Shamans and the Russian Avant-garde
An art exhibition that opened Sept. 27 in Florence, Italy, co-curated by USC Dornsife's John Bowlt, reveals the influences of Eurasia and the Orient on the Russian Avant-garde.By Laura Paisley
September 26, 2013
White Oval is an enigmatic canvas of bright colors and intricate, abstract shapes on a pale background. Considering Wassily Kandinsky’s 1919 oil painting might leave you groping for context. Indeed, the artist himself once suggested his paintings be “listened to” as if a piece of music.
But once you learn about Kandinsky’s keen intellectual and anthropological interests, personal travel writings and fascination with shamanistic spiritual practices, context begins to materialize. Shamans, understood to be intermediaries between the human and spirit worlds, communicate with the divine through ecstatic dancing fueled by the driving rhythm of their drums. These sacred drums were elaborately adorned with hieroglyphs and illustrations to emphasize their spiritual importance.
Upon viewing White Oval side-by-side with a Siberian ethnographic artifact — a shaman drum — as part of The Russian Avant-garde, Siberia and the East exhibition opening this week, the artist’s inspiration becomes suddenly and beautifully evident.
Housed in Palazzo Strozzi in Florence, Italy, the exhibition runs from Sept. 27 to Jan. 19, 2014. It is the first international exhibition to closely examine the significance of Eurasian and Oriental influences on the radical Russian artists that contributed to the development of modern art. Neolithic stone figures, Siberian shamanism, popular Chinese prints, Japanese engravings and theosophical doctrine are some elements that inspired Russia’s avant-garde and the aesthetic approach they developed in the years before and after the 1917 Russian Revolution.
“The purpose of the exhibition is to show that leading modern Russian artists such as Kandinsky and Malevich produced their radical art forms by looking not only westward at Paris, Milan and Berlin — at cubism, futurism and expressionism — but also by looking to the East, which is typically forgotten or disregarded,” said John Bowlt, professor of Slavic languages and literatures and director of the USC Institute of Modern Russian Culture, based at USC Dornsife.
Bowlt is co-curator of the exhibition.
“We wanted to emphasize the collaborations between Russian artists living in Moscow or St. Petersburg and their relationship with ‘the other.’ For them, this was represented by the vastness of Siberia, the spirit of the taiga, a different sense of space and logic, and the enigma of the Orient.”
The exhibit comprises 120 paintings, sculptures, Oriental artifacts and ethnographic objects from the period of the Russian Avant-garde movement, between 1890 and 1930. In addition to works by artists such as Wassily Kandinsky, Kazimir Malevich and Pavel Filonov that are well-known in the West, the exhibit also features artists more widely celebrated in Russia, including sculptor Vasilii Vatagin.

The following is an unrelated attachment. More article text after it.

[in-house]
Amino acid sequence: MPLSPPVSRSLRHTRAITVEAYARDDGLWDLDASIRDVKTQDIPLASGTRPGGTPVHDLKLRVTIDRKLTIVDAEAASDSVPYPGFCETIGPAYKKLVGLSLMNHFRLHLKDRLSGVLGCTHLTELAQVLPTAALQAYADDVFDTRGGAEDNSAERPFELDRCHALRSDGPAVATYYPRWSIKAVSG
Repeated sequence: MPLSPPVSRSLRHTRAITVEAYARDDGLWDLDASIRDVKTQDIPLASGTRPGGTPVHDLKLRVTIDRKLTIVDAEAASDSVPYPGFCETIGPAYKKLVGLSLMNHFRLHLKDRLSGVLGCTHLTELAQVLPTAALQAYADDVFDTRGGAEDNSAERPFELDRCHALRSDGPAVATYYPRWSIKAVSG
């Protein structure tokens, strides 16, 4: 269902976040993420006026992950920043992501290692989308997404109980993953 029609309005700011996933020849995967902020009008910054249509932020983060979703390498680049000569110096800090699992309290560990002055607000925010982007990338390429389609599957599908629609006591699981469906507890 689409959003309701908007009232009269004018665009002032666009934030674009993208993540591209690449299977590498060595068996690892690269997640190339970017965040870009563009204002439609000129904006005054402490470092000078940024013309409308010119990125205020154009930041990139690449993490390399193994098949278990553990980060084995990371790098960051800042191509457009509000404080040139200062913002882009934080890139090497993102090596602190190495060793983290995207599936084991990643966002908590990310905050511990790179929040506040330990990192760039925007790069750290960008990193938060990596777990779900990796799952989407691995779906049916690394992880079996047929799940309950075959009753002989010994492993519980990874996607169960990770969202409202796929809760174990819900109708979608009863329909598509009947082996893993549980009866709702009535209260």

Other co-curators include Nicoletta Misler, professor of modern Eastern European art at the Instituto Universitario Orientale in Naples, Italy; and Evgenia Petrova, deputy director for science at the State Russian Museum in St. Petersburg; along with the assistance of James Bradburne, director general of Palazzo Strozzi.
The work of some of these artists was influenced by shamanism and the artifacts that accompanied their rituals. Other influences include Chinese and Japanese notions of perspective, Indian art, Hinduism, Buddhism and the concept of nirvana. Thus the exhibit offers viewers an array of ideas and concepts typically not discussed when talking about the abstract art of Kandinsky, for example.
“Today, in our nine to five lives, we don’t tend to think much about, say, the fourth dimension. But these Russian artists did.”
Bowlt pointed out that even Jackson Pollock in the United States was influenced by shamanism, as evidenced by his action painting.
He hopes that the exhibit exposes people to the many Russian artists that are more or less unknown outside of their country. One example is Vatagin, who was very famous in Russia during the 20th century. Though it was silenced throughout the Soviet era, it eventually came to light that Vatagin’s attraction to animals as subjects derived from a personal connection to Hinduism.
“We found out that he had visited Ceylon [now Sri Lanka] and India around 1913,” Bowlt said. “While there, he took part in Hindu rituals and processions, and he also took drugs. He was very much into theosophy [philosophy concerning the nature of divinity] and his diaries tell a lot about what he did there. So we’re trying to show that his beautiful animal sculptures are indebted to his Hindu experiences.”
Bowlt expounded on how he approached the curating task.
“You can’t just have a cocktail of ‘stuff’ — anyone can do that,” he said. “You have to justify the connections, explore each artist’s concept of the East or Siberia: whether they actually traveled to the East, kept a diary or wrote a memoir about their experiences, etc.
“You have to cull all that information and then find an ethnographical object that probably appealed to the artist. Of course you also have to consider what the public will go for, what’s exciting — these epithets as well as the academic base.”